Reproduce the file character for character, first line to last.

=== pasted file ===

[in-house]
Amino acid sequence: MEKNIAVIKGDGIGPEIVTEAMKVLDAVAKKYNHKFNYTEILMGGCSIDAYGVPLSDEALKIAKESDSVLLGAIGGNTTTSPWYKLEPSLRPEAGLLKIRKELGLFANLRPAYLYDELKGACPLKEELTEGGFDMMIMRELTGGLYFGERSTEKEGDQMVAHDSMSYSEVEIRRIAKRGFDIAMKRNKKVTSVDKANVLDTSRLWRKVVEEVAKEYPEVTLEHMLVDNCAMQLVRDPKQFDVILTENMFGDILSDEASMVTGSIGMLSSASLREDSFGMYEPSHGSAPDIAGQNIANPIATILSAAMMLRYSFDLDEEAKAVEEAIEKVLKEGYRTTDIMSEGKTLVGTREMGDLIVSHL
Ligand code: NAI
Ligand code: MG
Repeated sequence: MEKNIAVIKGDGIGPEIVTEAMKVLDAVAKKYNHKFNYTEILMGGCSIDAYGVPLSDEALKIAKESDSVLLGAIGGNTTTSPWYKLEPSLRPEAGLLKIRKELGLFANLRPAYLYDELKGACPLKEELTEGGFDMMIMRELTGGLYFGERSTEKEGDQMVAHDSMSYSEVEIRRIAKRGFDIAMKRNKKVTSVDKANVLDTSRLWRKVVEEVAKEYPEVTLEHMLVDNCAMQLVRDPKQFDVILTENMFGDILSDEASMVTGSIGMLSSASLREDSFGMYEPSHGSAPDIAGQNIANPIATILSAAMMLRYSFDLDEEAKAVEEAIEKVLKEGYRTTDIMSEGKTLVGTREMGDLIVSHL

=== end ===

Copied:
[in-house]
Amino acid sequence: MEKNIAVIKGDGIGPEIVTEAMKVLDAVAKKYNHKFNYTEILMGGCSIDAYGVPLSDEALKIAKESDSVLLGAIGGNTTTSPWYKLEPSLRPEAGLLKIRKELGLFANLRPAYLYDELKGACPLKEELTEGGFDMMIMRELTGGLYFGERSTEKEGDQMVAHDSMSYSEVEIRRIAKRGFDIAMKRNKKVTSVDKANVLDTSRLWRKVVEEVAKEYPEVTLEHMLVDNCAMQLVRDPKQFDVILTENMFGDILSDEASMVTGSIGMLSSASLREDSFGMYEPSHGSAPDIAGQNIANPIATILSAAMMLRYSFDLDEEAKAVEEAIEKVLKEGYRTTDIMSEGKTLVGTREMGDLIVSHL
Ligand code: NAI
Ligand code: MG
Repeated sequence: MEKNIAVIKGDGIGPEIVTEAMKVLDAVAKKYNHKFNYTEILMGGCSIDAYGVPLSDEALKIAKESDSVLLGAIGGNTTTSPWYKLEPSLRPEAGLLKIRKELGLFANLRPAYLYDELKGACPLKEELTEGGFDMMIMRELTGGLYFGERSTEKEGDQMVAHDSMSYSEVEIRRIAKRGFDIAMKRNKKVTSVDKANVLDTSRLWRKVVEEVAKEYPEVTLEHMLVDNCAMQLVRDPKQFDVILTENMFGDILSDEASMVTGSIGMLSSASLREDSFGMYEPSHGSAPDIAGQNIANPIATILSAAMMLRYSFDLDEEAKAVEEAIEKVLKEGYRTTDIMSEGKTLVGTREMGDLIVSHL